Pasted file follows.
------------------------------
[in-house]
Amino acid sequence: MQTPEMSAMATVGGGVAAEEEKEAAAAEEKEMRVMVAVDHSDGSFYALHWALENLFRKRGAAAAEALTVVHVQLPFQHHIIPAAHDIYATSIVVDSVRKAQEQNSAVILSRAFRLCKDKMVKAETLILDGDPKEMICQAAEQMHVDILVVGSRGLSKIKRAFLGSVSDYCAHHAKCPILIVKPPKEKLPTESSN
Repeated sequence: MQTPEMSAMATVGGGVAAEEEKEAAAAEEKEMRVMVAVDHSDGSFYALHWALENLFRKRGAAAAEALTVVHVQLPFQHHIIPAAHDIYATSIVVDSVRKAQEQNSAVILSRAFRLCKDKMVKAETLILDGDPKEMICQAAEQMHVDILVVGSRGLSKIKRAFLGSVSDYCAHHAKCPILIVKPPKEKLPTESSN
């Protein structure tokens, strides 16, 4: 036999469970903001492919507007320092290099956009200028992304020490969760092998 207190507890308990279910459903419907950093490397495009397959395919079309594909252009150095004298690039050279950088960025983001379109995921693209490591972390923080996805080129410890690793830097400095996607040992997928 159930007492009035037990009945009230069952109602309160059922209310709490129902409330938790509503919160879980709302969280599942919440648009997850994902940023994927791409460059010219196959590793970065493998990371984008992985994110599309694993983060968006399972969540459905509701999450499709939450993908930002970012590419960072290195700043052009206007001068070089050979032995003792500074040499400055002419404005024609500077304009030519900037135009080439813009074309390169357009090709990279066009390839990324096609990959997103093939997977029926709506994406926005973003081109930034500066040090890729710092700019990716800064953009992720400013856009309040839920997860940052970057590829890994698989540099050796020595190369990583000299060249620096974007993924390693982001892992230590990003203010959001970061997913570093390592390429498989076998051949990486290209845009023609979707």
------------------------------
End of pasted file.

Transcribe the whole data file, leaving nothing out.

[in-house]
Amino acid sequence: MQTPEMSAMATVGGGVAAEEEKEAAAAEEKEMRVMVAVDHSDGSFYALHWALENLFRKRGAAAAEALTVVHVQLPFQHHIIPAAHDIYATSIVVDSVRKAQEQNSAVILSRAFRLCKDKMVKAETLILDGDPKEMICQAAEQMHVDILVVGSRGLSKIKRAFLGSVSDYCAHHAKCPILIVKPPKEKLPTESSN
Repeated sequence: MQTPEMSAMATVGGGVAAEEEKEAAAAEEKEMRVMVAVDHSDGSFYALHWALENLFRKRGAAAAEALTVVHVQLPFQHHIIPAAHDIYATSIVVDSVRKAQEQNSAVILSRAFRLCKDKMVKAETLILDGDPKEMICQAAEQMHVDILVVGSRGLSKIKRAFLGSVSDYCAHHAKCPILIVKPPKEKLPTESSN
């Protein structure tokens, strides 16, 4: 036999469970903001492919507007320092290099956009200028992304020490969760092998 207190507890308990279910459903419907950093490397495009397959395919079309594909252009150095004298690039050279950088960025983001379109995921693209490591972390923080996805080129410890690793830097400095996607040992997928 159930007492009035037990009945009230069952109602309160059922209310709490129902409330938790509503919160879980709302969280599942919440648009997850994902940023994927791409460059010219196959590793970065493998990371984008992985994110599309694993983060968006399972969540459905509701999450499709939450993908930002970012590419960072290195700043052009206007001068070089050979032995003792500074040499400055002419404005024609500077304009030519900037135009080439813009074309390169357009090709990279066009390839990324096609990959997103093939997977029926709506994406926005973003081109930034500066040090890729710092700019990716800064953009992720400013856009309040839920997860940052970057590829890994698989540099050796020595190369990583000299060249620096974007993924390693982001892992230590990003203010959001970061997913570093390592390429498989076998051949990486290209845009023609979707």